Session Type: ACR Poster Session C
Session Time: 9:00AM-11:00AM
Background/Purpose: Patients with Rheumatoid Arthritis (RA) experience higher cardiovascular (CV) morbidity compared to controls. Coronary computed tomography angiography (CCTA) accurately detects plaque presence, burden and composition and independently predicts short and long-term incident cardiac events in general patients with unknown coronary artery disease (CAD). We evaluated, for the first time, the long-term prognostic role of CCTA in a cohort of established RA patients without symptoms or known cardiovascular disease.
Methods: One hundred and fifty participants from a single center underwent a baseline 64-slice CCTA for plaque evaluation between 3/2010- 3/2011 and followed for a mean of 60±26 months. Patients were classified based on presence of normal coronaries, non-obstructive (<50%) and obstructive (>50%) lesions. Atherosclerosis burden was further evaluated with coronary plaque scores: SIS or segment involvement score, reflected number of segments with at least 1 plaque; SSS or segment stenosis score represented the overall plaque extent. The composite rates of ischemic CV events [cardiac death, non-fatal myocardial infarction (MI), ischemic stroke, peripheral arterial ischemia] were the study end-points. Cox regression analysis evaluated associations between CCTA parameters and outcomes; hazards ratios were generated in both raw and adjusted models. Event-free survival was assessed with Kaplan-Meier analysis and curves were compared using the log-rank test.
Results: Eleven patients suffered incident CV events (1.54/100PY): 8 were ischemic, including 1 cardiac death, 3 MI, 2 strokes, and 2 peripheral arterial ischemic events requiring emergent revascularizations; the 3 non-ischemic events were new onset, hospitalized, systolic heart failure. No ischemic events occurred in patients with normal coronaries (Figure 1); by contrast event-free survival was 97.5% and 63.3% in patients with non-obstructive and obstructive CAD respectively at 60 months (p<0.0001). Obstructive CAD was an independent predictor of ischemic events (HR=16.4, p=0.003, Table 1). Plaque burden was equally predictive; event-free survival was 97.1% vs. 54.4% in those with SIS=<5 vs. SIS>5 and 98.6% vs. 63% in patients with SSS=<5 vs. SSS>5, (both p<0.0001); 95% with CAC=<100 vs. 76% with CAC>100 experienced no events at 60 months (p<0.0001, Figure 1).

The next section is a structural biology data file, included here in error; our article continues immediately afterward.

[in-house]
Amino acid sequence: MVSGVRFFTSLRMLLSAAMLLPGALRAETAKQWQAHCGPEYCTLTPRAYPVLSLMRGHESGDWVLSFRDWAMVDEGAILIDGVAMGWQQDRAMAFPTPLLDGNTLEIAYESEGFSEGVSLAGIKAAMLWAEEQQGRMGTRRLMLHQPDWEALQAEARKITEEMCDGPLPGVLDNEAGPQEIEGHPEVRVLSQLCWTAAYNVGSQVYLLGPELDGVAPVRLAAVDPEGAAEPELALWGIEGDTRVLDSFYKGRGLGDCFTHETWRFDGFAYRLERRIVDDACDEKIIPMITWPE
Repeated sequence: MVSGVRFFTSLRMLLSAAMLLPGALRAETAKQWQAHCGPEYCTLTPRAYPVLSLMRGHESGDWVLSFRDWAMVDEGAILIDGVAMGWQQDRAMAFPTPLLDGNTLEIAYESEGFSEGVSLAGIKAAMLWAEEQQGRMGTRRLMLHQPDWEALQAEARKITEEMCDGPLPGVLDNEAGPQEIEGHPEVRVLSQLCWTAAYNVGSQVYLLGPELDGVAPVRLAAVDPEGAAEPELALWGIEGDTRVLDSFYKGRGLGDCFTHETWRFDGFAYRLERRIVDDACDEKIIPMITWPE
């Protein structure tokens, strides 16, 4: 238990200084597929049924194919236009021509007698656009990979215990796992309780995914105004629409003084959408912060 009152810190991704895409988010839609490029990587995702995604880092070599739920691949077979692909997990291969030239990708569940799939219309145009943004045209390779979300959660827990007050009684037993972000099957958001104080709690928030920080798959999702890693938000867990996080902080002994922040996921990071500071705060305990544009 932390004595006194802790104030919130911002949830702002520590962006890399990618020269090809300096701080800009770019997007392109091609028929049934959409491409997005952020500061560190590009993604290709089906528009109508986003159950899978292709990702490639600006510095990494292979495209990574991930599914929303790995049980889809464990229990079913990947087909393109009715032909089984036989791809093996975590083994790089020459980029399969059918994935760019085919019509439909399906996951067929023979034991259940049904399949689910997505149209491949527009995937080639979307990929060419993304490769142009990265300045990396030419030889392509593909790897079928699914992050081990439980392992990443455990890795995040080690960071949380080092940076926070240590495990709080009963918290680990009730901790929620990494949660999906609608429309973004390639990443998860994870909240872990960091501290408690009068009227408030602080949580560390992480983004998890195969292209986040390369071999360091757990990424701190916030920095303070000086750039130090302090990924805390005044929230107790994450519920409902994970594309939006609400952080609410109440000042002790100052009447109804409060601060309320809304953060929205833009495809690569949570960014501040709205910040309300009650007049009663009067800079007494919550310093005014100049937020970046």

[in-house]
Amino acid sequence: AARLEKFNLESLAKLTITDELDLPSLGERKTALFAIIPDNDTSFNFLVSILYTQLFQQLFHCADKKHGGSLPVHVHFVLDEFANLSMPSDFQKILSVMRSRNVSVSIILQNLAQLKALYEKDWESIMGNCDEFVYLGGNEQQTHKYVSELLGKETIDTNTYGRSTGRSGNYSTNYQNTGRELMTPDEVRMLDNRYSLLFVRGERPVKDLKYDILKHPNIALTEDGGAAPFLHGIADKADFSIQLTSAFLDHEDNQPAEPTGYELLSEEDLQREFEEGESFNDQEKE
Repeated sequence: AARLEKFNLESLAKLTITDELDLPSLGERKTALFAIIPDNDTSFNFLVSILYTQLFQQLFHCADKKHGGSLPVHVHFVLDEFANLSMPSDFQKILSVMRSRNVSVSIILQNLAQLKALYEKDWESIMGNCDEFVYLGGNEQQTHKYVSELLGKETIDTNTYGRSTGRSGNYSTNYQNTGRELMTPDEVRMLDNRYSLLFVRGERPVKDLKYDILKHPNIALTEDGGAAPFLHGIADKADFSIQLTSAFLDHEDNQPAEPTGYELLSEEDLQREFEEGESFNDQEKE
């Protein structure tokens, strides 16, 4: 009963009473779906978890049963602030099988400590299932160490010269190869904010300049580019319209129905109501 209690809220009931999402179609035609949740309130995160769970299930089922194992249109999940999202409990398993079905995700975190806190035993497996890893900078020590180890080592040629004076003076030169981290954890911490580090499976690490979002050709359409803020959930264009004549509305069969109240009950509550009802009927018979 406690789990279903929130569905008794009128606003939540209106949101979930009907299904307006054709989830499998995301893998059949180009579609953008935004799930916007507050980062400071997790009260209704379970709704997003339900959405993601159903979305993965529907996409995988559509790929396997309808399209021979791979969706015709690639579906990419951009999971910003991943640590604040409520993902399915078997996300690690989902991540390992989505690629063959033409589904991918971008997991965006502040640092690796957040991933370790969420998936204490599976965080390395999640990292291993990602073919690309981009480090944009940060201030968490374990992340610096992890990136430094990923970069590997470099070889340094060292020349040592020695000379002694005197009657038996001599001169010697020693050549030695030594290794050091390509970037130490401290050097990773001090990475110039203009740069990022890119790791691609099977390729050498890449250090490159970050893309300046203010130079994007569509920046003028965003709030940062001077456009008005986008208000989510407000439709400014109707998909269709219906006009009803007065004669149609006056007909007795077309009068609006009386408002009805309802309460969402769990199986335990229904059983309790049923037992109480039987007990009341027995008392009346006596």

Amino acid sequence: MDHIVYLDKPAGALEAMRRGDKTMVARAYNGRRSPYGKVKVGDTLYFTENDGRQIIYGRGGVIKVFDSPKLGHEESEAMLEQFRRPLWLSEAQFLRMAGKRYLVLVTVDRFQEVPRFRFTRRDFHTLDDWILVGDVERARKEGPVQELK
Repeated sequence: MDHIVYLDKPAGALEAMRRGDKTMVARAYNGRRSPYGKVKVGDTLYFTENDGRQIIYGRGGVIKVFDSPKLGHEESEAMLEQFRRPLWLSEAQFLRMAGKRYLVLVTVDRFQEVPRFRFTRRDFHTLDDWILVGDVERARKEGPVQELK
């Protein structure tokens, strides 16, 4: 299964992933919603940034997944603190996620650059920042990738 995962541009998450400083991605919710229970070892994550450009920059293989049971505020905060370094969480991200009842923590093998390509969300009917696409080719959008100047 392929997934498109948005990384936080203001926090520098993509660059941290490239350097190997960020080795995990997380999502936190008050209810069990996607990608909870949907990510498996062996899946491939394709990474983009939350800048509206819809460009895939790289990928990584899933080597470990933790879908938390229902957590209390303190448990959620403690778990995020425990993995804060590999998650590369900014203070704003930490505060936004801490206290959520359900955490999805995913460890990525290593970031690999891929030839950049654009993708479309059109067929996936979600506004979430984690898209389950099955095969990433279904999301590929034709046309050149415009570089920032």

Conclusion: CCTA provided prognostic information in RA patients without symptoms or known CV disease; it showed excellent long-term prognosis when there was no evidence of atherosclerosis, and allowed risk stratification when CAD was present.
To cite this abstract in AMA style:Karpouzas G, Estis J, Todd J, Budoff M. Occult Coronary Plaque Presence and Burden Predict Cardiovascular Events in Patients with Rheumatoid Arthritis [abstract]. Arthritis Rheumatol. 2017; 69 (suppl 10). https://acrabstracts.org/abstract/occult-coronary-plaque-presence-and-burden-predict-cardiovascular-events-in-patients-with-rheumatoid-arthritis/. Accessed September 25, 2021.
« Back to 2017 ACR/ARHP Annual Meeting
ACR Meeting Abstracts - https://acrabstracts.org/abstract/occult-coronary-plaque-presence-and-burden-predict-cardiovascular-events-in-patients-with-rheumatoid-arthritis/